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4 Email Marketing Metrics to Track Your ROI

By Thomas Griffin, Last Modified
Apr 10, 2019
Home
> Marketing

There are few things as necessary as your email marketing campaign. The success of your newsletter and other email-based promotional material can have a significant impact on the financial status and health of your company.

If you need to know what kind of impact your email marketing campaign has on your brand, consider the following stats from a case study by Delivra:

  • Email subscribers are three times as likely to share your content as those who discover your content on social media.

  • Automation in the email marketing field is causing a drastic increase in open rates. They report a 70.5% increase in open rates with automated emails.

  • A whopping 72% of people prefer to receive promotional content in their email inbox.

Now that we know why email marketing is important, it's time to figure out which ROI (return on investment) metrics you need to track to make the most of your lead list.

Editor's note: Looking for email marketing software for your business? Fill out the questionnaire below to have our vendor partners contact you about your needs.

 

 

1. Check your open rate.

Your open rate is one of the best ways to tell whether or not your marketing plan is working and resonating with customers. Figuring out your open rate and tracking it may seem like a pain, but it's the best way to see if you're reaching customers and whether they are interested in what you're offering.

To check your open rate, figure out not how many emails you sent out, but how many stick. In other words, don't include emails that get kicked back to you because the account is closed or perhaps never existed.

Once you figure out how many emails went through, look at how many people opened the delivered emails. Just divide the number of people who opened the emails against the total number of emails sent and you'll have your open rate. For example, if you sent out 1,000 (assuming none were kicked back) and 200 people opened your email, divide 200 by 1,000, and you have your open rate. [Interested in email marketing software for your business? Check out the reviews and best picks on Business.com.]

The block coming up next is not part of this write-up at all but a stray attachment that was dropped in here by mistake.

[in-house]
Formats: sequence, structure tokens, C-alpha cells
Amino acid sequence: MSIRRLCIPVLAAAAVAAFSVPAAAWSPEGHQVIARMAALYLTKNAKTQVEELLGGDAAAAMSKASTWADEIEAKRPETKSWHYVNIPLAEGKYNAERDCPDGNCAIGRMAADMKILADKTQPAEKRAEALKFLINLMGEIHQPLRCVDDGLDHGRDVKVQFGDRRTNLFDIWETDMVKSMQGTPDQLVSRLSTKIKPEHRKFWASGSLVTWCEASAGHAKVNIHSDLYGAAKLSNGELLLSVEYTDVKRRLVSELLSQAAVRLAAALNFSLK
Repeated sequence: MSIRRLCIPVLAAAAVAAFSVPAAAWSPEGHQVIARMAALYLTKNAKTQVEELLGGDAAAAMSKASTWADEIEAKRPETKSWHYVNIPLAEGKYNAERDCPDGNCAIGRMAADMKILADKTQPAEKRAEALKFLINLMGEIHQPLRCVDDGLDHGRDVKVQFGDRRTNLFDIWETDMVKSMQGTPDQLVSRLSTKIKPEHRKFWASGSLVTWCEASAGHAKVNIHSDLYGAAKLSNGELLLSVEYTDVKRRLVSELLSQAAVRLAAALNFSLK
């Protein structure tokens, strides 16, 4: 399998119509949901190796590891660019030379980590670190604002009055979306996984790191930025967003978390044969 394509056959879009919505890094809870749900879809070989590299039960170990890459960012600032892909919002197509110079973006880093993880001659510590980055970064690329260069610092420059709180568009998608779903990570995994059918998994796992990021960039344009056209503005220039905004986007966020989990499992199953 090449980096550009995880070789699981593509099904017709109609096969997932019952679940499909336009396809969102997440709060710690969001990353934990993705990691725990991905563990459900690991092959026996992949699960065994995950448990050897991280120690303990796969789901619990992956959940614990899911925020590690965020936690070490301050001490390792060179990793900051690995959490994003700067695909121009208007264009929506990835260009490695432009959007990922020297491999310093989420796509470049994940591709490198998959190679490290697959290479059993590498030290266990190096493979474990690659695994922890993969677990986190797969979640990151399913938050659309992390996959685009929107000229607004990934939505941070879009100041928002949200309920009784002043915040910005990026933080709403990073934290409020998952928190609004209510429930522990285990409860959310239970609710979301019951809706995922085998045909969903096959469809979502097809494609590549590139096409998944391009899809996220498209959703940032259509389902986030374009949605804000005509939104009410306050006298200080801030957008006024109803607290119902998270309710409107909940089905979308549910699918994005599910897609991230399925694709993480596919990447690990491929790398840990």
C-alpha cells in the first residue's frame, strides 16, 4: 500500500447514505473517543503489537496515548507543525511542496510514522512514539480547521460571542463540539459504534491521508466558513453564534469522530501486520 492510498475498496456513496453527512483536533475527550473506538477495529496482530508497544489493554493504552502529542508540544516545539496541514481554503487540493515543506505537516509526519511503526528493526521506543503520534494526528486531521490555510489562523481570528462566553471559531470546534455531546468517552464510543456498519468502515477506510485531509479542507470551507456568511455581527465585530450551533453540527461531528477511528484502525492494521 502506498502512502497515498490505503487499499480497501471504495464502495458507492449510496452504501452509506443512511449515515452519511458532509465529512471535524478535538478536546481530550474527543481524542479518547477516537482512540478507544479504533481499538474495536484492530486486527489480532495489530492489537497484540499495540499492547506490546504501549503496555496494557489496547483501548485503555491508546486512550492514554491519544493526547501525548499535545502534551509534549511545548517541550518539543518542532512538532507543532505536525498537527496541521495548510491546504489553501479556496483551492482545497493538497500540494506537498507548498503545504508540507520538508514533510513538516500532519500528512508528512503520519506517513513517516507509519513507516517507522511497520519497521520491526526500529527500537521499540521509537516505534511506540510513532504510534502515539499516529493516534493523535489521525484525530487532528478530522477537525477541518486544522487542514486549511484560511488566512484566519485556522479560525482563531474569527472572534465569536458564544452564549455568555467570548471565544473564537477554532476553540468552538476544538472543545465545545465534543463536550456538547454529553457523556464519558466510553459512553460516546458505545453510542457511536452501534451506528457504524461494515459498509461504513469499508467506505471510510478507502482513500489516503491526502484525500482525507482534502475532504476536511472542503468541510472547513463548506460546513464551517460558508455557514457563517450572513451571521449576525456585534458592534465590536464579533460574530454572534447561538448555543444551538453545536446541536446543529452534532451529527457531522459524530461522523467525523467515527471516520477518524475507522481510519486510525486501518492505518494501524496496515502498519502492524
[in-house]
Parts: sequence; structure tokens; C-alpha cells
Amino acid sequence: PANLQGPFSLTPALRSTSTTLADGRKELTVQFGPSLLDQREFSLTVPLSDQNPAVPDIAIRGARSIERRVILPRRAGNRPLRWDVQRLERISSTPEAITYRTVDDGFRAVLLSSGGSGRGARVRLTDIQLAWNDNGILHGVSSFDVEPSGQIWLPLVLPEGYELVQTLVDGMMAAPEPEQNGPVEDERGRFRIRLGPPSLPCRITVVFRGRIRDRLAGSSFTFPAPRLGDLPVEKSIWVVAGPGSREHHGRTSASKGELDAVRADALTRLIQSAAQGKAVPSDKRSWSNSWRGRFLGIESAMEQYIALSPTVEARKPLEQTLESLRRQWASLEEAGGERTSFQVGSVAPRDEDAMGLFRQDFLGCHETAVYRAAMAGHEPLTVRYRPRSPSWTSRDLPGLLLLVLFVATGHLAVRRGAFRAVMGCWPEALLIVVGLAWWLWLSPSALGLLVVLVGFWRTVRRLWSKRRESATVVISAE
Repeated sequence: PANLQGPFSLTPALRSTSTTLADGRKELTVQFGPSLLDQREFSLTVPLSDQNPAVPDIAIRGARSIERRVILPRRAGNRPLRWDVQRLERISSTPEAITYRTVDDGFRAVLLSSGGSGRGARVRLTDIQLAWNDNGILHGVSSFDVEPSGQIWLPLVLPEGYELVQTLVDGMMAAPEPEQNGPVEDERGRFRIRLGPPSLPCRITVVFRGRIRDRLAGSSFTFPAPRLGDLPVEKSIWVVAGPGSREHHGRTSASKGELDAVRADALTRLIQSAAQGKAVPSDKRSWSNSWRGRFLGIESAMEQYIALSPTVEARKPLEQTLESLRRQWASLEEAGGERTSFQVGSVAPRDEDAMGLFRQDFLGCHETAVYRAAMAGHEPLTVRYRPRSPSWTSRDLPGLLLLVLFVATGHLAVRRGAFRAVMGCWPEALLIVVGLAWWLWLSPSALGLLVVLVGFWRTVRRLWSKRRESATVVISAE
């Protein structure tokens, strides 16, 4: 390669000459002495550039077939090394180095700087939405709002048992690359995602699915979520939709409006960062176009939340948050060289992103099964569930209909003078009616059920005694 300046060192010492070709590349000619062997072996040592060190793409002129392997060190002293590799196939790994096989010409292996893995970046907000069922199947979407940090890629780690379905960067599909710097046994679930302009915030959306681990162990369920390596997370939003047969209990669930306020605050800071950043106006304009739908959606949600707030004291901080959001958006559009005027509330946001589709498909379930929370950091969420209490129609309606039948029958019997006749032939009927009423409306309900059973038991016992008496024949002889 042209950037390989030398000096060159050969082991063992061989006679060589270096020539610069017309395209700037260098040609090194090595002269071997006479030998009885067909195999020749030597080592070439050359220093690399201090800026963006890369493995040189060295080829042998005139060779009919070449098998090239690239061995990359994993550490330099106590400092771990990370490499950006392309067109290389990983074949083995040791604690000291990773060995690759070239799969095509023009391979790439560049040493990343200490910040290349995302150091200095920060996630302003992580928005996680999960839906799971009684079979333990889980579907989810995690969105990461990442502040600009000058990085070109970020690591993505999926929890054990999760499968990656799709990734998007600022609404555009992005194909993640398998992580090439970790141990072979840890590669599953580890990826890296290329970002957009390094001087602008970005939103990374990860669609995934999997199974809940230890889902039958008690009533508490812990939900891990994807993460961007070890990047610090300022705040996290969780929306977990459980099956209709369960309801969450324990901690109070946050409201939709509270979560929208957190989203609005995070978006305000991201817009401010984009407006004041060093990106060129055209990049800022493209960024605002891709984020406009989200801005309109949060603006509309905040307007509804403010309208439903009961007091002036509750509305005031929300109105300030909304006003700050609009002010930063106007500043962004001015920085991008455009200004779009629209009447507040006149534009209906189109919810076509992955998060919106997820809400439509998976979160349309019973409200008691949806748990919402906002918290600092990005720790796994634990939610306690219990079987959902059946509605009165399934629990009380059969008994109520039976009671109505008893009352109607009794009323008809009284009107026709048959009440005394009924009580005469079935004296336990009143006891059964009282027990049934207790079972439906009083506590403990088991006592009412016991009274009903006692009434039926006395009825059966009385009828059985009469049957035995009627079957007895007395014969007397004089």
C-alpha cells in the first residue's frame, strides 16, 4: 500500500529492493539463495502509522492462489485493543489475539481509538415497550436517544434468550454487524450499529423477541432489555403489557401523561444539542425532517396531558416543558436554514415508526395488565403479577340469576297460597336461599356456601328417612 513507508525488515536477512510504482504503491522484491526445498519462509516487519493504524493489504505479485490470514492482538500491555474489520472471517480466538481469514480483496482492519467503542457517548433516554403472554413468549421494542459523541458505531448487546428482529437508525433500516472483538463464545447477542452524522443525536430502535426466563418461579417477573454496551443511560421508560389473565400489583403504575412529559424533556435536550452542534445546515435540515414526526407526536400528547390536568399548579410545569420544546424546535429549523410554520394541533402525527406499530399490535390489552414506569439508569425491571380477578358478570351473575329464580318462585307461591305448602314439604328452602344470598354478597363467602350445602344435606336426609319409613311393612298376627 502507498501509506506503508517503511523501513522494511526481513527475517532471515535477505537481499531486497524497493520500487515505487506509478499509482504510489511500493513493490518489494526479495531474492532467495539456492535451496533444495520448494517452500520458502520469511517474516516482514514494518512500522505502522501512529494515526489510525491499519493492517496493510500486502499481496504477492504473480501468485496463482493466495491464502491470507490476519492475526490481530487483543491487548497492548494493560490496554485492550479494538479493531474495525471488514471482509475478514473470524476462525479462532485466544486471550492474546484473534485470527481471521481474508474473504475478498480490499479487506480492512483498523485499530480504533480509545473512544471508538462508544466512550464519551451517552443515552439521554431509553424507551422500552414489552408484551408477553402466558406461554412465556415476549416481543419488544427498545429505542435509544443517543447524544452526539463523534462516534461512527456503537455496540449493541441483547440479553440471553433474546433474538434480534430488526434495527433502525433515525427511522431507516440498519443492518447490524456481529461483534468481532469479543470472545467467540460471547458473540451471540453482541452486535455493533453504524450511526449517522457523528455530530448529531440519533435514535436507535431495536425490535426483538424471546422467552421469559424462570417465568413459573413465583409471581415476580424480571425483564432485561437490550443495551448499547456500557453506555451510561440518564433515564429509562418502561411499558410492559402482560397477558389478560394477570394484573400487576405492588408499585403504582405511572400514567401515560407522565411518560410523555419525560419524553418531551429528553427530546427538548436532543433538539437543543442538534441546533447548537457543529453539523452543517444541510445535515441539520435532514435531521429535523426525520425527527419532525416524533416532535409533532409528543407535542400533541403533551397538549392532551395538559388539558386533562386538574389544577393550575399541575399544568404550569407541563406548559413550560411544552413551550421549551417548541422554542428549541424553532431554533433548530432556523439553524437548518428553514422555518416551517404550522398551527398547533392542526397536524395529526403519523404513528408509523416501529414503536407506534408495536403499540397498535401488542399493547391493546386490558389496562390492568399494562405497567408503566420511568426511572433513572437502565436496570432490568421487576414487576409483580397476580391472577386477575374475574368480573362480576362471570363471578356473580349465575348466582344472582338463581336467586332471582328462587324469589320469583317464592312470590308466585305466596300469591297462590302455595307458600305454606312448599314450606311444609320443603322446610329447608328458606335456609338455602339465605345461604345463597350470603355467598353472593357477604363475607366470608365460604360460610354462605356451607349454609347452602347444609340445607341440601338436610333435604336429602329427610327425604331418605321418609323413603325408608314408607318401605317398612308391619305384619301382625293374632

A Constant Contact study shows that the average open rate for emails across all industries is 15.75%, with most of the email opens occurring on desktops.

2. Monitor your click rate.

Your click rate goes hand in hand with your open rate. After your customer opens your email, the goal is for them to follow through and land on your website. Those who follow through make up your click rate.

Though the average open rate is nearly 16%, the average click rate is much smaller. The average email click rate is 7.77%. Because the gap is so wide between those who click through and the number of actual emails sent, it's vital that you track your email marketing ROI.

You can do this by looking at the number of people clicking through and buying a product versus the amount the company is spending on email marketing. In the case of almost all experienced marketers, an email marketing plan results in a positive ROI.

3. Pay attention to unsubscribers.

No one has the perfect business model that retains every single customer who comes through. Unsubscribing happens, there's no doubt about it. You have to watch your unsubscribe rate and look for trends perhaps relating to new content you've published.

The average unsubscribe rate is tiny – 0.23 of 1%, to be exact. That number allows for some wiggle room, depending on your specific industry.

But if you start to notice trends such as an increasing unsubscribe rate, above-average unsubscribe numbers or fluctuations of unsubscriptions when you publish specific content, it's time to take notice. You can crush your ROI by way of having large flocks of your customer base leaving.

It may take some time to sift through the data and figure out what is causing the variance, but once you resolve the issue, you'll be glad you did.

Bounce rate

Take a look at how bounce rates impact the success of your email marketing plan. In most cases, including when using Google Analytics, there are two types of bounce rates – hard and soft bounces.

A hard bounce is an email that was kicked back to the business owner. The main reason this happens is that the email account is no longer active or never existed.

On the other hand, a soft bounce is an email that is kicked back, but only temporarily. The most common reason for this is that the email account isn't accepting new emails right now or the inbox is otherwise full.

The average rate for a soft bounce is around 0.6 of 1%, while hard bounces occur approximately 0.39% of the time. Much like with the unsubscribe rate, it's OK to have a slight variance plus or minus the average. However, if you notice that you're regularly getting tons of kickbacks, this can be bad for your ROI.

You can minimize the number of people who bounce from your website – improving the odds that they will stick around and sign up with a valid email address – with retargeting pixels. You may know retargeting pixels as cookies. There's serious evidence that retargeting customers who bounce can improve your ROI. For example, IncStores saw an increase of 750 subscribers per week with an overall increase of 300% with the help of retargeting pixels.

Check your bounce rates often to see how you can improve. Adding a two-step verification when signing up for your newsletter can usually resolve this problem. The recipient needs to confirm that their email address is correct and functioning.

Thomas Griffin
Thomas Griffin
See Thomas Griffin's Profile
I'm president and CTO of OptinMonster, a powerful lead generation tool that's installed in over 700,000 websites.
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